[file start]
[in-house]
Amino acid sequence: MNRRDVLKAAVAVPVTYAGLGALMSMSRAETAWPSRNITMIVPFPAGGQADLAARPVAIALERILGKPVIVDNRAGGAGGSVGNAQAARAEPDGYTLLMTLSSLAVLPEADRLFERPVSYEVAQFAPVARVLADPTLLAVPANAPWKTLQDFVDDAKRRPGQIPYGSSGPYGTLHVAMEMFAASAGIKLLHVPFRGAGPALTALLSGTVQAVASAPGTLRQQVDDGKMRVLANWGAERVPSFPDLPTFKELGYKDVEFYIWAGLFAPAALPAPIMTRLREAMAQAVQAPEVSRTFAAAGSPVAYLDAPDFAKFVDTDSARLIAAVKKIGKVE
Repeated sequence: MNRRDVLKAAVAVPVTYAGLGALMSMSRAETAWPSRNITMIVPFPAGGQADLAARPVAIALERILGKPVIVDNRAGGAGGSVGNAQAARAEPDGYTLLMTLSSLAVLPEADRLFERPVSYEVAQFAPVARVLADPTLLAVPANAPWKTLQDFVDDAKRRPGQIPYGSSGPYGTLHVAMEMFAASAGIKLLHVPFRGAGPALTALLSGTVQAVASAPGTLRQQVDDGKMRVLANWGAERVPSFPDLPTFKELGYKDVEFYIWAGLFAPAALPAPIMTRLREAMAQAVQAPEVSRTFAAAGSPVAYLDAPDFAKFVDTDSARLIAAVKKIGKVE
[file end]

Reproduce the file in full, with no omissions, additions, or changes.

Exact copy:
[in-house]
Amino acid sequence: MNRRDVLKAAVAVPVTYAGLGALMSMSRAETAWPSRNITMIVPFPAGGQADLAARPVAIALERILGKPVIVDNRAGGAGGSVGNAQAARAEPDGYTLLMTLSSLAVLPEADRLFERPVSYEVAQFAPVARVLADPTLLAVPANAPWKTLQDFVDDAKRRPGQIPYGSSGPYGTLHVAMEMFAASAGIKLLHVPFRGAGPALTALLSGTVQAVASAPGTLRQQVDDGKMRVLANWGAERVPSFPDLPTFKELGYKDVEFYIWAGLFAPAALPAPIMTRLREAMAQAVQAPEVSRTFAAAGSPVAYLDAPDFAKFVDTDSARLIAAVKKIGKVE
Repeated sequence: MNRRDVLKAAVAVPVTYAGLGALMSMSRAETAWPSRNITMIVPFPAGGQADLAARPVAIALERILGKPVIVDNRAGGAGGSVGNAQAARAEPDGYTLLMTLSSLAVLPEADRLFERPVSYEVAQFAPVARVLADPTLLAVPANAPWKTLQDFVDDAKRRPGQIPYGSSGPYGTLHVAMEMFAASAGIKLLHVPFRGAGPALTALLSGTVQAVASAPGTLRQQVDDGKMRVLANWGAERVPSFPDLPTFKELGYKDVEFYIWAGLFAPAALPAPIMTRLREAMAQAVQAPEVSRTFAAAGSPVAYLDAPDFAKFVDTDSARLIAAVKKIGKVE